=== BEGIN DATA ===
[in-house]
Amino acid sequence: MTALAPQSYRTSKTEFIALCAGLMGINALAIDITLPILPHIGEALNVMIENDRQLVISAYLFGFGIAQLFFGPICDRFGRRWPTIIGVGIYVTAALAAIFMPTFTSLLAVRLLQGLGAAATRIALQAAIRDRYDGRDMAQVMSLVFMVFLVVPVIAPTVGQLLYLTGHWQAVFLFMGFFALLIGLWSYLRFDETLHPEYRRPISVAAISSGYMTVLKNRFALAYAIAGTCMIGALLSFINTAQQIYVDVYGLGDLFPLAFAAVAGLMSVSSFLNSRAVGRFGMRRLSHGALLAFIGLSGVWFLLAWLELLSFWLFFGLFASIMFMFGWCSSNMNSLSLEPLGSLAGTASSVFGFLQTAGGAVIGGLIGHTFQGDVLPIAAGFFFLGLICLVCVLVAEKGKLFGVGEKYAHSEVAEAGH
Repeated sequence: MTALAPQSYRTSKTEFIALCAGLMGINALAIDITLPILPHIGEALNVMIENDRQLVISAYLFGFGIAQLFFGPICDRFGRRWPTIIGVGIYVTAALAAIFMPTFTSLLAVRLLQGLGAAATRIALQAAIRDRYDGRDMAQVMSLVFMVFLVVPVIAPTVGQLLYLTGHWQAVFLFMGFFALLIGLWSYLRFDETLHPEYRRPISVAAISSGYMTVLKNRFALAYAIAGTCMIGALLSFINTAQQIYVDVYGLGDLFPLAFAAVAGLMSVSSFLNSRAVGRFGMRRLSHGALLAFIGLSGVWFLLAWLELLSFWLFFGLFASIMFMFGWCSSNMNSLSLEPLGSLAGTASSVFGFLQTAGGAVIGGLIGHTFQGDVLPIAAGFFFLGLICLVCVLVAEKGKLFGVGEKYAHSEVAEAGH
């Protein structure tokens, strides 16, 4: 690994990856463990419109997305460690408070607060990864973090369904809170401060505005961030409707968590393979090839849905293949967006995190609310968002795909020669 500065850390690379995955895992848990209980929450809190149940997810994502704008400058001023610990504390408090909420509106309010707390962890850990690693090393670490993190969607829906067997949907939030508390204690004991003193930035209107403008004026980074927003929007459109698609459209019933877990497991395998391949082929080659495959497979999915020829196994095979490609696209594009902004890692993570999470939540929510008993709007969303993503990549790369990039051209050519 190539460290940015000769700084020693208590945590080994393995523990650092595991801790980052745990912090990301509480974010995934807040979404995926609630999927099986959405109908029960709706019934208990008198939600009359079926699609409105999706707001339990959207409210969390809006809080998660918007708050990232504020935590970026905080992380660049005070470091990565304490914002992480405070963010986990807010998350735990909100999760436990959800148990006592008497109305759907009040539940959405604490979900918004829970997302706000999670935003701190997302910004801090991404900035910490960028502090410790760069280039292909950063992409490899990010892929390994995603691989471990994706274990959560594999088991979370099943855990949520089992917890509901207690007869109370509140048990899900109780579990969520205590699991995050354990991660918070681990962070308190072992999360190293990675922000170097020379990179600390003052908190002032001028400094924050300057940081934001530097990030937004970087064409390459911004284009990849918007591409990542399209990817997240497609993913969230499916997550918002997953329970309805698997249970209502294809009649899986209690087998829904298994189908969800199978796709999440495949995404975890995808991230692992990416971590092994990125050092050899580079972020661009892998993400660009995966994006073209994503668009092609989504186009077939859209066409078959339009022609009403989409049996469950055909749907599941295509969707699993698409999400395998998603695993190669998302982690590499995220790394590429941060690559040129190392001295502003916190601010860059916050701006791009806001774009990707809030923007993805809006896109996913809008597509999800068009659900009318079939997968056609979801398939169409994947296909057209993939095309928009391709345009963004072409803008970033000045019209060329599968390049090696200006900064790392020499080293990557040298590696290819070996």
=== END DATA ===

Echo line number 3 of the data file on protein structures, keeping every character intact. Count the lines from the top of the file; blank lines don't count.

Repeated sequence: MTALAPQSYRTSKTEFIALCAGLMGINALAIDITLPILPHIGEALNVMIENDRQLVISAYLFGFGIAQLFFGPICDRFGRRWPTIIGVGIYVTAALAAIFMPTFTSLLAVRLLQGLGAAATRIALQAAIRDRYDGRDMAQVMSLVFMVFLVVPVIAPTVGQLLYLTGHWQAVFLFMGFFALLIGLWSYLRFDETLHPEYRRPISVAAISSGYMTVLKNRFALAYAIAGTCMIGALLSFINTAQQIYVDVYGLGDLFPLAFAAVAGLMSVSSFLNSRAVGRFGMRRLSHGALLAFIGLSGVWFLLAWLELLSFWLFFGLFASIMFMFGWCSSNMNSLSLEPLGSLAGTASSVFGFLQTAGGAVIGGLIGHTFQGDVLPIAAGFFFLGLICLVCVLVAEKGKLFGVGEKYAHSEVAEAGH